Oil up above $108 on weak dollar, ME tension
London, December 11, 2012
Brent crude oil rose above $108 a barrel on Tuesday as a slightly weaker dollar and Middle East unrest supported prices, but stalled fiscal talks in the US capped gains.
Brent crude was up 78 cents to $108.11 a barrel by 1155 GMT. U.S. crude was at $86.06, up 50 cents.
The dollar index edged down 0.14 percent on prospects of more monetary stimulus from the U.S. Federal Reserve.
Continued unrest in Egypt, fighting in Syria, pressure on Iran to stop its nuclear programme and the killing of a senior intelligence officer in Yemen have lent support to oil prices.
"Middle East tensions support prices to some extent, and from an intra-day perspective they can easily push prices up 1 percent," said Filip Petersson, a commodities analyst at SEB in Stockholm.
"Although what has happened in Egypt or Syria has no direct impact on oil supply, it could do if the chain of events is negative."
German analyst and investor sentiment rose sharply in December and entered positive territory for the first time since May, lending support to optimism concerning demand outlook in the euro zone's largest economy.
The ZEW think tank said its monthly poll of economic sentiment jumped to 6.9 points from -15.7 in November.
Data showed that China's oil demand hit a record high in November after its refiners raised output to replenish stocks, a sign that growth in the world's second largest economy and oil consumer is picking up.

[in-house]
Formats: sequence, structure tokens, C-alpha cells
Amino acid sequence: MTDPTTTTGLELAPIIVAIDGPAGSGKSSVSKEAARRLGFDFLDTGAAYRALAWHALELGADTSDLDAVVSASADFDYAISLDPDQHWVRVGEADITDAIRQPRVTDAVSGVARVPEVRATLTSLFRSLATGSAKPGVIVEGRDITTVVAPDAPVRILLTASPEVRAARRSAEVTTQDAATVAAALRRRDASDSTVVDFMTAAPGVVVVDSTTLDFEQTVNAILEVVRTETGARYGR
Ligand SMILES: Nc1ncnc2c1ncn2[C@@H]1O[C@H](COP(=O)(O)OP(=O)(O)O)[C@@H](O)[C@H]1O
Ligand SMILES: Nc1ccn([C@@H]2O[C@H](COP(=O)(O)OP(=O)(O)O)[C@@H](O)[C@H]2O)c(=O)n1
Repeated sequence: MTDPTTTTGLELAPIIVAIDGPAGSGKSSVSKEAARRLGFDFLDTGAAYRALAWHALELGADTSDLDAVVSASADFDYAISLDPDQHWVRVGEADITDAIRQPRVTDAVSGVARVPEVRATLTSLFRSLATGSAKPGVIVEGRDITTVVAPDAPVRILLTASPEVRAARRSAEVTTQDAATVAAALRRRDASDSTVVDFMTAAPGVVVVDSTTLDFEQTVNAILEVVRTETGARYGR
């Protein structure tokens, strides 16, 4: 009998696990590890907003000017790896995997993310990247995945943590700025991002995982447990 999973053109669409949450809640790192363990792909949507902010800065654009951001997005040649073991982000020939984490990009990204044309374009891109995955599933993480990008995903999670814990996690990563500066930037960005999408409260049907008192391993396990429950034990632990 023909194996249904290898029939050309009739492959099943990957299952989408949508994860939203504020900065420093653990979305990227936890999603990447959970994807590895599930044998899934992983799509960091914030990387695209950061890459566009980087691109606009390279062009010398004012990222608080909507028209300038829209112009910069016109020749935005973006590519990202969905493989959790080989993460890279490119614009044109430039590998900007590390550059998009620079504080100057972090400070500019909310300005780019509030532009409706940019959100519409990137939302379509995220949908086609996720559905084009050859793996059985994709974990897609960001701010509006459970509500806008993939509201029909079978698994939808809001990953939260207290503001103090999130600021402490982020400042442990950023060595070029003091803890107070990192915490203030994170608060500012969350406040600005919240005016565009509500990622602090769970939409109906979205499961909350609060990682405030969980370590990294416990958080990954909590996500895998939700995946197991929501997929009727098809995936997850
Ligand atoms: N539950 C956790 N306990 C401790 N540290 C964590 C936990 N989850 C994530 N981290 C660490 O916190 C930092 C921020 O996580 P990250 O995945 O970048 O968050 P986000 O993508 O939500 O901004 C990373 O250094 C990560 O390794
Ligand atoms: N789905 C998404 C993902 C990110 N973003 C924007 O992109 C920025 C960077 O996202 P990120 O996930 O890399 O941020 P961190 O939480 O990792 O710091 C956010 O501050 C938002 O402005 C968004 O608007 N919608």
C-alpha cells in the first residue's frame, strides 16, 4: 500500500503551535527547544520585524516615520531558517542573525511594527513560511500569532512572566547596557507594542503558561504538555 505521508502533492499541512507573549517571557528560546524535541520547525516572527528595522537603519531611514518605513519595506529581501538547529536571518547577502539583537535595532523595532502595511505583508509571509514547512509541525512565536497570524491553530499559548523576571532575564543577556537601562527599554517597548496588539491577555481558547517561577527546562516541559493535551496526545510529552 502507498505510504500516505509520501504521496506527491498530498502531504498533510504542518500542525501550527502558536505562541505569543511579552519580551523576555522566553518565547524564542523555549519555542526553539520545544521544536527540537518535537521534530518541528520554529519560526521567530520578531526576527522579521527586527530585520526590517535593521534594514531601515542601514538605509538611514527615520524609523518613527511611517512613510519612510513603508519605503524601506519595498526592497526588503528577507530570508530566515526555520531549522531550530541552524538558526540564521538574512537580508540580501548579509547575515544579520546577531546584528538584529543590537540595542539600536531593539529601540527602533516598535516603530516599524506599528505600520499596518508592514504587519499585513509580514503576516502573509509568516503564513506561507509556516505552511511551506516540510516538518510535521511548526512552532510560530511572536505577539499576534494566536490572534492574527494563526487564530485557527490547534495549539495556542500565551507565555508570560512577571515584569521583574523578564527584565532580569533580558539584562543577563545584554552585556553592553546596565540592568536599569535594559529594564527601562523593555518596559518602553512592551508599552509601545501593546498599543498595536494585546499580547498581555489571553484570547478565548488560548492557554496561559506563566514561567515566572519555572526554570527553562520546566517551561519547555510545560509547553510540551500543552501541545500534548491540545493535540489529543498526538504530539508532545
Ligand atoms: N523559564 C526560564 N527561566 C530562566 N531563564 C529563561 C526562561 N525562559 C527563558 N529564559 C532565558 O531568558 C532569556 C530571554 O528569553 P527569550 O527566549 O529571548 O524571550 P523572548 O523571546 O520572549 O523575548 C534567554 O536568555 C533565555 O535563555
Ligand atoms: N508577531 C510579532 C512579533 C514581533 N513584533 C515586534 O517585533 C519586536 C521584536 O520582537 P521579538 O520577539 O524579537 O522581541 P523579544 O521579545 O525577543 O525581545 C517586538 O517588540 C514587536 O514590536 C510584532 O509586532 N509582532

"The Chinese oil market data was supportive, giving a reason for Brent to go up," SEB's Petersson said.
Talks were held on Monday between the White House and House of Representatives Speaker John Boehner's office to break the U.S. fiscal debate stalemate, although neither side showed any sign that they were ready to give ground.
Economists say that going over the so-called U.S. fiscal cliff, which consists of steep tax hikes and budget cuts set to kick in next month, could throw the world's biggest oil consumer back into a recession.
FOCUS ON SUPPLIES
Traders will be keeping a close watch on any changes in Opec supply as the group meets in Vienna on Wednesday and on weekly U.S. oil inventories data to be released over the next two days.
"We have a substantial oversupply in the crude oil market, and it will be even more substantial in the first quarter," Petersson said, painting a bearish picture.
"I imagine they will hold on to the 30 million barrels per day quota, which would be good. At the moment they are producing more than that."
The 12 Opec members are collectively producing about 1 million bpd of crude more than needed, swelling oil stocks at a time of weak demand, Iranian Opec governor Mohammad Ali Khatibi said.
"We estimate the call on Opec crude at 31.1 million barrels per day in 2013," Vienna-based JBC Energy analysts said in a note.
"Concerted action by Opec would only occur if our forecast for the call on Opec crude were revised down by around 1 million barrels per day."
In the United States, commercial crude oil stockpiles were forecast to have fallen last week amid high refinery demand, while gasoline inventories were expected to rise, a preliminary Reuters poll of five analysts showed. – Reuters
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